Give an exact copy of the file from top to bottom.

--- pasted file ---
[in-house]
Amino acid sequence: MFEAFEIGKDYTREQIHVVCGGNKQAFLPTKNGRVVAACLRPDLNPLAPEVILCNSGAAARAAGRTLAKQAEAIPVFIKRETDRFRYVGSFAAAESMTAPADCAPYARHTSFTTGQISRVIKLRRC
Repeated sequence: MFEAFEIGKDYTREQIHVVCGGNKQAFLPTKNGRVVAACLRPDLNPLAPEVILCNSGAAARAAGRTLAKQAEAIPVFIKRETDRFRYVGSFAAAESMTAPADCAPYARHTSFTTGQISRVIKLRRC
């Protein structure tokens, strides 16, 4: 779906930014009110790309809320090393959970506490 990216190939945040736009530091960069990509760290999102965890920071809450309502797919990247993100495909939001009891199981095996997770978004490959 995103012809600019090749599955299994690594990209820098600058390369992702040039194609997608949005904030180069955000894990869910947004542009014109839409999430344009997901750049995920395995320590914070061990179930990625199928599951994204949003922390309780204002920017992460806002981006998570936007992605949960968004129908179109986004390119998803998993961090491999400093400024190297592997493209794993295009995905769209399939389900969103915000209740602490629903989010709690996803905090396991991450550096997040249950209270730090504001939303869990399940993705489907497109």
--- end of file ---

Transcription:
[in-house]
Amino acid sequence: MFEAFEIGKDYTREQIHVVCGGNKQAFLPTKNGRVVAACLRPDLNPLAPEVILCNSGAAARAAGRTLAKQAEAIPVFIKRETDRFRYVGSFAAAESMTAPADCAPYARHTSFTTGQISRVIKLRRC
Repeated sequence: MFEAFEIGKDYTREQIHVVCGGNKQAFLPTKNGRVVAACLRPDLNPLAPEVILCNSGAAARAAGRTLAKQAEAIPVFIKRETDRFRYVGSFAAAESMTAPADCAPYARHTSFTTGQISRVIKLRRC
């Protein structure tokens, strides 16, 4: 779906930014009110790309809320090393959970506490 990216190939945040736009530091960069990509760290999102965890920071809450309502797919990247993100495909939001009891199981095996997770978004490959 995103012809600019090749599955299994690594990209820098600058390369992702040039194609997608949005904030180069955000894990869910947004542009014109839409999430344009997901750049995920395995320590914070061990179930990625199928599951994204949003922390309780204002920017992460806002981006998570936007992605949960968004129908179109986004390119998803998993961090491999400093400024190297592997493209794993295009995905769209399939389900969103915000209740602490629903989010709690996803905090396991991450550096997040249950209270730090504001939303869990399940993705489907497109």